Hoult took great pleasure in getting to know a side of Tolkien he’d never encountered before: “Though I’ve loved Tolkien’s novels since I was a boy, I knew nothing about this time in his early life, which is so intriguing and illuminating. I never knew about his personal losses, tragedies at love and at war, or about the foundational friendships that meant so much to him. Or that he found a great love and had it taken away and struggled to find it again. I loved Dome’s approach to the story, the idea that through each of these light and dark experiences, Tolkien gained the voice to create the stories we’re more passionate about than ever now.”


The Tolkien No One Knows

“For me, one of the biggest challenges going in was: how do you express the mind of a genius visually? I dug deep into Tolkien’s stories and his illustrations, searching for how his mind operated, for ways to show how he saw the world. I wanted those who love the books to be able to trace everything you see in the film forward into Tolkien’s work, but also for that to be so subtle that the story is equally compelling without knowing a thing about Middle-earth.”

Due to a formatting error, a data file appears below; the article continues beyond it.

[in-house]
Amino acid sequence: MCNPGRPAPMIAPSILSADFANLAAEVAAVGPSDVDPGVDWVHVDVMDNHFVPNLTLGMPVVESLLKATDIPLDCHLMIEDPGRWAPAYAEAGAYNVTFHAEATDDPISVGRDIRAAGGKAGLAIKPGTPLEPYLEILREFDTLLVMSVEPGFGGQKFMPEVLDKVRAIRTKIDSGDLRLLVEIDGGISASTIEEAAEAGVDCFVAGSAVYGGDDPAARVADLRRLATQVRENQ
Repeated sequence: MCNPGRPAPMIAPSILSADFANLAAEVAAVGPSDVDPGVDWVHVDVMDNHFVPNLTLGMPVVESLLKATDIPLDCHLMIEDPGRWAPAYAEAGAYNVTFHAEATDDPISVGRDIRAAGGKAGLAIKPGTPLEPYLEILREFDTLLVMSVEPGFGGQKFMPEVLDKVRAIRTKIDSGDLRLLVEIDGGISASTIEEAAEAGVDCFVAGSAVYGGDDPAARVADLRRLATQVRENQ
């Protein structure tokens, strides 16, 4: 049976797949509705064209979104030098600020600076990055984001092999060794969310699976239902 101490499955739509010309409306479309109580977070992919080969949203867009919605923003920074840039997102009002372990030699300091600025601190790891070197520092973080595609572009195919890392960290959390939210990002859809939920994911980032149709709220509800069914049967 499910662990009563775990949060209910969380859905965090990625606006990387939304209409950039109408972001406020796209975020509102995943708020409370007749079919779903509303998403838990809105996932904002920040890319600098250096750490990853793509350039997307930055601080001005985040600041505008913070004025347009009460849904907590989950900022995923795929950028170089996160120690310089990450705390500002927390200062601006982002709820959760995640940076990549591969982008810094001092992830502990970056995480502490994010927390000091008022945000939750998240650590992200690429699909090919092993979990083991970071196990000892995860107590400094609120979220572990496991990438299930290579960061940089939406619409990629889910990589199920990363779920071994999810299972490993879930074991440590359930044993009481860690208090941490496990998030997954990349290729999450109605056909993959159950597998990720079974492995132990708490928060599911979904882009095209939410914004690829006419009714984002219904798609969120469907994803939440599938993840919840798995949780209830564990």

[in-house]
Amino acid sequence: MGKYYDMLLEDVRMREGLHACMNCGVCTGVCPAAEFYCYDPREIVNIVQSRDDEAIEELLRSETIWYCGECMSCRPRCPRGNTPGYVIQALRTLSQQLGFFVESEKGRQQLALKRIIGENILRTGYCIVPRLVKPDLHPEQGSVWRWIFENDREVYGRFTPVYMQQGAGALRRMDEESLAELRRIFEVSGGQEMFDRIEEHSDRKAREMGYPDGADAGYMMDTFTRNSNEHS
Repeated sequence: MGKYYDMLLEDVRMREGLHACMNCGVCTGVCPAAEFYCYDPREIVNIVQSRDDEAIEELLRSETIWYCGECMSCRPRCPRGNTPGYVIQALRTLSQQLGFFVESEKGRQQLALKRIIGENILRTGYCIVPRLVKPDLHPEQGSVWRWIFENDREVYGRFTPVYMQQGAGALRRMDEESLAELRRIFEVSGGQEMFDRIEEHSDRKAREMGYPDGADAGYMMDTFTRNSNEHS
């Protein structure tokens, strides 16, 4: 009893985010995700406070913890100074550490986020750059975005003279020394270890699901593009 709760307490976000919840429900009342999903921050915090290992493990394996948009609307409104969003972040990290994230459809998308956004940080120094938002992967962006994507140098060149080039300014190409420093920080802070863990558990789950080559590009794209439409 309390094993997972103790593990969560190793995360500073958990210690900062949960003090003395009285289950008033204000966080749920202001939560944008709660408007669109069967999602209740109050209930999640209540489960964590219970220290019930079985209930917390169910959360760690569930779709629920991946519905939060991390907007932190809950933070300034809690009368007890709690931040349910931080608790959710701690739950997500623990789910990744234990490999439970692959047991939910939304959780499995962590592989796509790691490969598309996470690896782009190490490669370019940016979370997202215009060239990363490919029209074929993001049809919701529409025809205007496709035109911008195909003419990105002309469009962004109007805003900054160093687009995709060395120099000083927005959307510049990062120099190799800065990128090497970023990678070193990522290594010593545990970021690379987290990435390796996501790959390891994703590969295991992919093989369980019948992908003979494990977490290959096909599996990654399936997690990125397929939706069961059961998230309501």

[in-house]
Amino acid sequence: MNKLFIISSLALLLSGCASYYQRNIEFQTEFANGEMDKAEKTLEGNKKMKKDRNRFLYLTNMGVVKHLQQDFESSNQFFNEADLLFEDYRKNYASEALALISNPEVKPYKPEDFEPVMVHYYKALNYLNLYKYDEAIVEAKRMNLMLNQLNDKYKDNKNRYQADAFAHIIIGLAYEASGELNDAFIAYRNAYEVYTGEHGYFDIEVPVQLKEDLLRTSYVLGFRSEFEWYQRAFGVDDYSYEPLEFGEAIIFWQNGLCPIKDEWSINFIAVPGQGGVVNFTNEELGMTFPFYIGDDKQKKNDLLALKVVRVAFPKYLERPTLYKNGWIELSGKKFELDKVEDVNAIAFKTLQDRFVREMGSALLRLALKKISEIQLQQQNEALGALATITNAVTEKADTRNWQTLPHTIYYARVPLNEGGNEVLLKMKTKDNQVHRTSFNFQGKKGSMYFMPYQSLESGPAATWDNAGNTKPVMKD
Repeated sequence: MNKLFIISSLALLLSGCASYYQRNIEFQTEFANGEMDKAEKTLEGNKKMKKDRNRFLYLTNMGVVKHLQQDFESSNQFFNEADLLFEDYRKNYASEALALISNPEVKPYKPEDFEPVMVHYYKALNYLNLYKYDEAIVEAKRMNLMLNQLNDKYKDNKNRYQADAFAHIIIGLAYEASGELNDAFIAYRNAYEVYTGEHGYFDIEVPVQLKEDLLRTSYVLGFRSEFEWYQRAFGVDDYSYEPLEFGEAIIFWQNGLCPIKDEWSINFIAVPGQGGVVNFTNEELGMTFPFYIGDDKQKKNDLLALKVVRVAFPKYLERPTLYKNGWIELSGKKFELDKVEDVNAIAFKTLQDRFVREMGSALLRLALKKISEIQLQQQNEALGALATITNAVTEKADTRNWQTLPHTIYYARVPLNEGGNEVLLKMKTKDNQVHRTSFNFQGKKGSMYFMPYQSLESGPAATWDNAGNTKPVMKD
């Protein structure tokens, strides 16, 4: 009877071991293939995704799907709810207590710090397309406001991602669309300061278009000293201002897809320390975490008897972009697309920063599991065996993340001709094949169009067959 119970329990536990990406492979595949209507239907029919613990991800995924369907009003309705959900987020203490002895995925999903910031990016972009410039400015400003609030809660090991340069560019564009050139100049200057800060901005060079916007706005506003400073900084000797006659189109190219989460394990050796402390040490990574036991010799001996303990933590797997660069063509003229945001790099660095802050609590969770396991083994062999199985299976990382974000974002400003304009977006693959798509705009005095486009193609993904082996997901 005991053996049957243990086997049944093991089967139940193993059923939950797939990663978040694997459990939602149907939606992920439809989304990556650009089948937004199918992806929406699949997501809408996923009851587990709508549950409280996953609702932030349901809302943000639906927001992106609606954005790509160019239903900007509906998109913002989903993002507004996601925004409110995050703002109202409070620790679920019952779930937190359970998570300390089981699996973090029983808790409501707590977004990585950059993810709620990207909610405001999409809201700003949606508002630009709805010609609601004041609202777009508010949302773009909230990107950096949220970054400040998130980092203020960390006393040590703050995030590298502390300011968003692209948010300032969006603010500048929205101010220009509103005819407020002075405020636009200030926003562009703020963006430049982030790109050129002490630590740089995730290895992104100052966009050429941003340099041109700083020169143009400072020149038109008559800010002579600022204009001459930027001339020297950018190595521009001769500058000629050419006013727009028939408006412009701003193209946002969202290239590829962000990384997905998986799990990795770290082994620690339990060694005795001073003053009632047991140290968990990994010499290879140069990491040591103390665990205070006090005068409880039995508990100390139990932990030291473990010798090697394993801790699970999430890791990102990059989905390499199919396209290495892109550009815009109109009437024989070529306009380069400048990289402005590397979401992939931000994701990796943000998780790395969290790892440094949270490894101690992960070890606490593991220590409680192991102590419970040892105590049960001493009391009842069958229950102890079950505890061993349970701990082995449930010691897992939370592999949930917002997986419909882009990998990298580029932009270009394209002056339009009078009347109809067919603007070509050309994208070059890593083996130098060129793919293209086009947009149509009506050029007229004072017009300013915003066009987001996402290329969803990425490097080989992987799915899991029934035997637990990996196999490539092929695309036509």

– Dome Karukoski

Tolkien’s life began far from the incomparable characters he forged in his famous novels. Irish playwright and screenwriter David Gleeson was mesmerized by Tolkien’s own story of a young man on a heroic quest. Much as he loved the soaring legends of The Hobbit and The Lord of The Rings, he was equally moved by the deeply human story of how Tolkien came of age against the odds—and how he was spurred to write lasting stories in part by a determination to live and create to the fullest.